Saturday, May 27, 2006

Lost Lady of the Amazon

Unbelievable Amazon adventure
I have looked longingly at a voyage on a cruise ship up the mighty Amazon and added such a trip to my wish-list.
But imagine that journey in a rowing boat, battling the current all the way to the Andes. A voyage of 2700 miles that would take two thirds of a year.
And set the date in the 1760s! (Cook hadn't even set sail for Australia) - Remarkable!
Anthony Smith's narrative on the factual story of Isabela Godin includes Isabela's epic voyage from the Peruvian Andes in 1769.
''The Lost Lady of the Amazon is a true adventure story which any historical novelist would give his/her right arm to have thought of.''
I jotted down that statement when I was half way through Smith's book.
Then when I reached the chapter titled, Stranger than Fiction, I read the letter Isabela's husband had written to his friend telling him about her ordeal and saying that if you read it in a novel then you would ''accuse the novelist of not being true to life''.
His words were written in 1770.
Here is the synopsis:
The French scientific expedition that set off for Peru in 1735 did not have much luck. Five of its members died or went insane before their seven years' work was completed, but Jean Godin, the youngest member of the team, fell in love with and married a local girl - Isabela, the daughter of the local Spanish governor.
After a few years, Godin crossed the Andes and travelled the Amazon to test whether it was a route suitable for his family. Unfortunately, having safely reached Cayenne in French Guiana, he discovered the political situation prevented his return...After almost 20 years, the King of Portugal sent a boat to retrieve the family.
Isabela at last set off with her children, her brothers and her servants, over the Andes and down the Amazon, but the journey was to prove worse than the waiting. Smallpox, starvation, the torrential river and the horrors of the jungle beset the travellers. Some drowned, some ran away, others died of hunger.
In the end, Isabela alone survived of the 42 who set off - she was found wandering in the jungle sick and half-crazed.
The Lost Lady of the Amazon - is an unbelievebale adventure recounting a page from history that few people are aware of.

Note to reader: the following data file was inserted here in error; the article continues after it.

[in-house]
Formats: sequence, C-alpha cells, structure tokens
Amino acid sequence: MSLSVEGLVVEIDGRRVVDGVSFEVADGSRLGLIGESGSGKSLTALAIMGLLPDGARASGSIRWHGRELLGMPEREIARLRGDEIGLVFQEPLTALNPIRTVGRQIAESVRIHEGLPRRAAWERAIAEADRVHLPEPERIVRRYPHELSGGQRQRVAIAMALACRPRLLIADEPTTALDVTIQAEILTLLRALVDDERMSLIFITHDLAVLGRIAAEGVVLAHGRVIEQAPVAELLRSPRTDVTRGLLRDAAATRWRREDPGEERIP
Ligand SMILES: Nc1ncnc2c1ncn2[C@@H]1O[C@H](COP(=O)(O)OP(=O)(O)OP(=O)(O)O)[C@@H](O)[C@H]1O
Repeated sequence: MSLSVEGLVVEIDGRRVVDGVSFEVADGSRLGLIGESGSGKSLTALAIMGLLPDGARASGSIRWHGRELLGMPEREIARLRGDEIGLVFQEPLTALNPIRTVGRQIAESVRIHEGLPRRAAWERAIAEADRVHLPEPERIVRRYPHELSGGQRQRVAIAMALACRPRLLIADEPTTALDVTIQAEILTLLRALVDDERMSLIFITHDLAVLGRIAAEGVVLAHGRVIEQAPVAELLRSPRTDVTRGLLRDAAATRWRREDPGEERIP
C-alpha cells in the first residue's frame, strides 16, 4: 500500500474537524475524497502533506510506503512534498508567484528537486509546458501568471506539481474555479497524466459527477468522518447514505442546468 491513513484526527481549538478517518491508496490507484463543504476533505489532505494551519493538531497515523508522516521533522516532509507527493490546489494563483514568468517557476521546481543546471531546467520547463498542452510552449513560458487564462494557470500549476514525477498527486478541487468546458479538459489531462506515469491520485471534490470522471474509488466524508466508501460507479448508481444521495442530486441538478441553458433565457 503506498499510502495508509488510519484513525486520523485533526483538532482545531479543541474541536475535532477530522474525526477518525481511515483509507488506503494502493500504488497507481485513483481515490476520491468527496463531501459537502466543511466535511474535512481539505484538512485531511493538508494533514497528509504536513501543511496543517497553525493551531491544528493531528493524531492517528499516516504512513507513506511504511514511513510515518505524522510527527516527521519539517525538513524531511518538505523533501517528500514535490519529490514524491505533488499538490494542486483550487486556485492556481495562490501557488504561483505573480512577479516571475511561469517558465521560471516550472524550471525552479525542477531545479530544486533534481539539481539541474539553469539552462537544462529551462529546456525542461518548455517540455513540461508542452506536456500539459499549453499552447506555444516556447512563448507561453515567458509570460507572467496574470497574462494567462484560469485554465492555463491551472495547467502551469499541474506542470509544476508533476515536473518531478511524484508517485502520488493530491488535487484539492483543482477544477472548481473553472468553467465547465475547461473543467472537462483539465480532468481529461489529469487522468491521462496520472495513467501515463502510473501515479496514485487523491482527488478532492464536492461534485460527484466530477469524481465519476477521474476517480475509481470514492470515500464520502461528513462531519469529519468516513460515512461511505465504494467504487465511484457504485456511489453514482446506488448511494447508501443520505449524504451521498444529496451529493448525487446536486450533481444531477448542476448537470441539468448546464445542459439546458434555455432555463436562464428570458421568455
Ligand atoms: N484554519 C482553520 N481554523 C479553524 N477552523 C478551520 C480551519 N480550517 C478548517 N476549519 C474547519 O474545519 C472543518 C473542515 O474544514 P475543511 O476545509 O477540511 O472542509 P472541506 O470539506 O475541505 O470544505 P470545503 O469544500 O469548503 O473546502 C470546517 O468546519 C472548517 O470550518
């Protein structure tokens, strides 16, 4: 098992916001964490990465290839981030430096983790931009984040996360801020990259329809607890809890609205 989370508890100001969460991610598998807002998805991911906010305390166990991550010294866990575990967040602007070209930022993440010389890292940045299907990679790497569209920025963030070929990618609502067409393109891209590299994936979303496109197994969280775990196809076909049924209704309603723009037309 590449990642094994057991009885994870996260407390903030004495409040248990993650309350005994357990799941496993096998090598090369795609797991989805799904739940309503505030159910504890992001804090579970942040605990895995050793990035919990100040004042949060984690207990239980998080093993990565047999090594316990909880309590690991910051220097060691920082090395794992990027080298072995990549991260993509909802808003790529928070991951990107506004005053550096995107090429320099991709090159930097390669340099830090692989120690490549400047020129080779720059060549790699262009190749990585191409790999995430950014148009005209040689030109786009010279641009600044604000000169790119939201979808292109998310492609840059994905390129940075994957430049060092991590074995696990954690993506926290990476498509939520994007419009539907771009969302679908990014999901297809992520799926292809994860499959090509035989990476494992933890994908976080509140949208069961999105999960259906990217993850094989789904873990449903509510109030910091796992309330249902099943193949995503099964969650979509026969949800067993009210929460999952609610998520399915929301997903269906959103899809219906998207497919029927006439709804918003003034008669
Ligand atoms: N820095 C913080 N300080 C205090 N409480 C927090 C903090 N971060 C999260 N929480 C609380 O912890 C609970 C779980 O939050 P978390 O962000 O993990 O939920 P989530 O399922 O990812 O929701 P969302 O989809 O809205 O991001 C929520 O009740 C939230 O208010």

Wednesday, May 17, 2006

Smiling again

Had a slight hiccup.
Last Thursday, I thought I had indigestion but it wouldn't go away.
The surgeon said the appendix was green, so I guess it is better out than in!!
Glad it happened now and not when I was away in Europe!
Back to work...

Tuesday, May 16, 2006

Writing tall ships tales - leaning to fact or fiction?

Sailing a coffin ship to the Horn (several times)
Fiction writers of tall ship tales lean towards swashbuckling adventures - mutinous men and cruel and tyrannical captains. Most are set at the times of the Napoleonic Wars. They make for exciting reading and have a huge following.
Having just finished FitzRoy, I can see that only an immensely capable seaman could have embarked on, and completed so successfully, the five year circumnavigation, as FitzRoy did in HMS Beagle in the 1830s.
Originally rigged as a brigantine, the Beagle fell into the category known as a coffin ship. They were ungainly vessels which easily turned turtle. They also lay low in the water and were prone to heavy seas sweeping over the deck.
Fitzroy knew this and on accepting the commission, he added a third mast, (for increased manoeuvrability, thereby converting the vessed into a barquentine.
After spending almost five years in undoubtedly some of the roughest waters in the world, the Beagle returned to England having not lost a single spar. That was due entirely to the Captain's meticulous care and caution.
Only five men died during the five year period, one from old age, one from a shooting accident and three of fever while on shore in Rio. Not a man onboard was not full of admiration for FitzRoy.

Note: When I wrote the nautical section of Sea Dust, I was advised by an acadmic that there wasn't enough blood and guts in my manuscript and that my Captain was too mild mannered.
I'm pleased to say I stuck to my guns.
But as I mentioned, the stories which sell - from Treasure Island to Captain and Commander -are riddled with ever manner of disaster.
Perhaps I should change tack - adopt a male pseudonmy and head back out with all guns blazing.
The idea has crossed my mind more than once.
Photo: Barquentine, STS Leeuwin, sailing the Indian Ocean off Western Australia - M Muir

Wednesday, May 10, 2006

Books - FitzRoy

Robert FitzRoy's contribution to science, exploration and humanity was never fully acknowledged in his lifetime. Nor were the half million hand-written words he transcribed about his survey work and voyages. Being the Captain of HMS Beagle which carried amongst its scientific crew the young, Charles Darwin, Fitzroy's work, when published was dwarfed by Darwin's Origin of the Species . It was as recently as 2002 that Fitroy was acknowledged for the invention and instigation of a weatherforcasting system - a system which at the time of its first presentation to British Parliament was received with laugher in the House.